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Being the world's policeman makes limited government impossible

DeMint's Conundrum

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Jim DeMint is one of my favorite Republicans. The senator's unwavering opposition to government spending — from "stimulus" and national healthcare to auditing the Federal Reserve — just warms my conservative heart. That is until he breaks it again, as he always does, by going back to supporting the biggest government program of them all.

On the day before DeMint appeared on Fox News in support of the tens of thousands of anti-government protesters who gathered on 9/12 in Washington, D.C., he gave the following comments on the Senate floor: "Today marks the eighth anniversary of America's war on terror ... It's crucial to remember now, as the terror and tragedy of that day recedes into the past, this war did not begin with the 9/11 attacks or when we sent troops to Afghanistan, and it will not end when we defeat terrorists on any battlefield. Our goal cannot be merely to end one war but to win the war on terror. We will not win trying to appease the grievances of our enemies. They do not hate our policies; they hate us, our freedoms, and our way of life."

DeMint could not be more wrong.

Do Islamic terrorists find American democracy weak, our culture too libertine, and our comparative materialism repugnant? They sure do, and their Koran even says all sorts of nasty stuff about Christians, Jews, and other infidels. But blaming 9/11 or the current terrorist threat exclusively on the anti-Western prejudice of Islamists is like blaming alcoholism on an addictive personality while completely ignoring the substance of the problem — the alcohol.

The overwhelming, primary motivator for Islamic terrorism is our interventionist foreign policy. Our own government intelligence makes this crystal clear. A would-be Islamic terrorist might cringe over Playboy or gay marriage in a faraway land, but the substance of his hatred is the presence and activity of the U.S. in his homeland.

In the 1990s, the U.N. estimated that over a half-million Iraqi children had died as a result of U.S. sanctions; the Iraq War alone has resulted in the deaths of somewhere between 100,000 and one million Iraqi civilian casualties. Now, the number of American "infidels" on Muslim holy land — a primary complaint of Osama Bin Laden in 2001 — has now increased tenfold.

Plenty of Americans believe the U.S. is justified in invading any nation it sees fit in order to avenge the deaths of the 2,998 civilians killed on 9/11. The idea that Islamic terrorists simply hate our "freedom" — and are not seeking retaliation for the deaths of hundreds of thousands of their Muslim brothers and sisters — is dangerously naïve. The terrorists attack us here because we are over there. Period. And in 2009, more of us are over there than ever.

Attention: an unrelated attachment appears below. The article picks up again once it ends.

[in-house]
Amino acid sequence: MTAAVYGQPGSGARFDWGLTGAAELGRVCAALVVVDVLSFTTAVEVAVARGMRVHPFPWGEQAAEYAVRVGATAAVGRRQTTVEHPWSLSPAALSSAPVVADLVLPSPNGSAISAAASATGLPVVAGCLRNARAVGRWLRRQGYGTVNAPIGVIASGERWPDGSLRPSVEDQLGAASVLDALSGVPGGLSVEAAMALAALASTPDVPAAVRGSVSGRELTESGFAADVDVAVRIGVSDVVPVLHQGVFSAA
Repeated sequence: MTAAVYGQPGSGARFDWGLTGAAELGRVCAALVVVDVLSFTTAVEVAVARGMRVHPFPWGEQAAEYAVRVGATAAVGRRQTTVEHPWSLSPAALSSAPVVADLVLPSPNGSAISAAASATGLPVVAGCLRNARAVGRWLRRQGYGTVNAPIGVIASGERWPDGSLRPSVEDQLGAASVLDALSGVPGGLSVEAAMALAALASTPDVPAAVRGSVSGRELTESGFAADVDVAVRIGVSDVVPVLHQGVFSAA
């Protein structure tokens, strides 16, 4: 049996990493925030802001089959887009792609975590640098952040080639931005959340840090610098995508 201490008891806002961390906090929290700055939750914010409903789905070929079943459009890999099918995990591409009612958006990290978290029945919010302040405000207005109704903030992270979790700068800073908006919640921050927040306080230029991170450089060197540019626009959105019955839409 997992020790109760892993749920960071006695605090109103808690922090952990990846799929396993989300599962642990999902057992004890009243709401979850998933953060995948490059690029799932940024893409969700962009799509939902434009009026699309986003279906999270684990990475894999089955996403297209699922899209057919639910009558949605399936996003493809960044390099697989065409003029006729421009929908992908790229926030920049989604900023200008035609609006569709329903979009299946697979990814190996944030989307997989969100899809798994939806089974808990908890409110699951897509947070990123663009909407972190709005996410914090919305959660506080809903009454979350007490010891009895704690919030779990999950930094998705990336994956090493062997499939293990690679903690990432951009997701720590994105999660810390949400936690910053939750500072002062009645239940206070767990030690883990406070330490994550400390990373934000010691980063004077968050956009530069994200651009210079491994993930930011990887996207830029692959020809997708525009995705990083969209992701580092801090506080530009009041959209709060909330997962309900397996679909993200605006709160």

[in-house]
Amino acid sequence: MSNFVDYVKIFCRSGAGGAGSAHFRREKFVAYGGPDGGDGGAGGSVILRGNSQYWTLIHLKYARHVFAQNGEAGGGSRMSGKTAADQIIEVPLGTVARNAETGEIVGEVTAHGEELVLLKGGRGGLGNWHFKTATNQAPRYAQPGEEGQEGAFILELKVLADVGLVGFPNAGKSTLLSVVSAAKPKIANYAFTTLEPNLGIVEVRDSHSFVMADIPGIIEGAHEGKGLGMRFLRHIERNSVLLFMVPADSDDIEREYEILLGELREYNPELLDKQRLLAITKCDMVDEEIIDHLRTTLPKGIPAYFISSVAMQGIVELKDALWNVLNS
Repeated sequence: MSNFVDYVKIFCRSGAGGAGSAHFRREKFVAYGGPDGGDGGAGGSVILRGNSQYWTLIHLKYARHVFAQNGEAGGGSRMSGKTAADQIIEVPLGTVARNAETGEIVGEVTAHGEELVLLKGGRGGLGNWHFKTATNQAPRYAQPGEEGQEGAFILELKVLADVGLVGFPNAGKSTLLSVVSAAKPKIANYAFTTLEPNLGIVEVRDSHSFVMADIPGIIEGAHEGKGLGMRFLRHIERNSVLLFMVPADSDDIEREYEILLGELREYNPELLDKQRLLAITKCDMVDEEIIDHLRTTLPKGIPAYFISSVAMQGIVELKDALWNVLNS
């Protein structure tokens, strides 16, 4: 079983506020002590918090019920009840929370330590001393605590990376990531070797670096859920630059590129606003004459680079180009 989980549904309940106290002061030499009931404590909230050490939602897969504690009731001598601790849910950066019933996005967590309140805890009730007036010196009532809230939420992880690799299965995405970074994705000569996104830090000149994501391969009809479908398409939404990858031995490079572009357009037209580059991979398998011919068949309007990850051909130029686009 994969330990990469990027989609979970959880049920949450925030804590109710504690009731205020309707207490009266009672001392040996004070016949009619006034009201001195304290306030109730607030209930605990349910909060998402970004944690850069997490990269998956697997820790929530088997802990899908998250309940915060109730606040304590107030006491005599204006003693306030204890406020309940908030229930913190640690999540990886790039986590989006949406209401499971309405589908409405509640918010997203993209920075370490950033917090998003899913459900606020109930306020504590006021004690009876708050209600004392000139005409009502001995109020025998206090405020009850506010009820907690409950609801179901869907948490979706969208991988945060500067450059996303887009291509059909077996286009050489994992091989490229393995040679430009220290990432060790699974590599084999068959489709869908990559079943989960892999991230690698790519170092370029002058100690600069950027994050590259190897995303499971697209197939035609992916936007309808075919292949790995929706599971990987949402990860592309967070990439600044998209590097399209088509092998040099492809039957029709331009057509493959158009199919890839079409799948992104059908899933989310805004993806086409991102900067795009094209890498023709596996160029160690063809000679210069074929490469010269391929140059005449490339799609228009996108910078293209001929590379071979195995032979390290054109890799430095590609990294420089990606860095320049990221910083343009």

DeMint strikes me as a patriotic guy who bought into the same narrative many Americans did post-9/11. Today, the junior senator finds himself as a primary spokesman for many of these same Americans — only this time they want to go to war against the Democrats' big government agenda. So do I.

But it makes no sense to protest the big government of the Democrats while still promoting the big government of the recent Republican past. DeMint's clarion call on the eighth anniversary of 9/11 to defeat a vaguely defined enemy by achieving some undefined victory is a recipe for eternal war, a foreign policy that not only almost guarantees another terrorist attack, but completely negates the senator's otherwise limited government message. Sen. DeMint seems like a genuine man who truly believes in small government, but he has yet to confront the glaring contradiction between his domestic and foreign policies, an irreconcilable conundrum many conservatives continue to harbor.

Men on the Right like Pat Buchanan, Ron Paul, Rep. Walter Jones, Sen. Tom Coburn, the late Robert Novak, MSNBC host Joe Scarborough, columnist George Will, and others have cut out a more sensible, less interventionist foreign policy path that conservatives can feel comfortable exploring. There's not a chance in hell that neoconservatives like John McCain or Lindsey Graham would ever step foot down this path. But DeMint has never been a neocon; he could easily hang up the world's policeman badge and become the limited-government conservative he has always strived to be. In doing so, he would serve the Right well — and America even better.

Our two greatest threats are terrorism and big government. The Democrats have long loved big government and Obama seems intent on continuing with a Bush-style, interventionist foreign policy. Republicans have decided to fight this president's domestic agenda, but most are lining up to encourage Obama to mimic Bush by turning Afghanistan into his own $3 trillion war. For both our security and debt, limited government must finally be applied both home and abroad. The Democrats are completely wrong, and the Republicans remain at least half-wrong.

I'm sorry, but having to choose between the jackass party and the half-assed party is no choice for me.

Catch Southern Avenger commentaries every Tuesday and Friday at 7:50 a.m. on the "Morning Buzz with Richard Todd" on 1250 AM WTMA.

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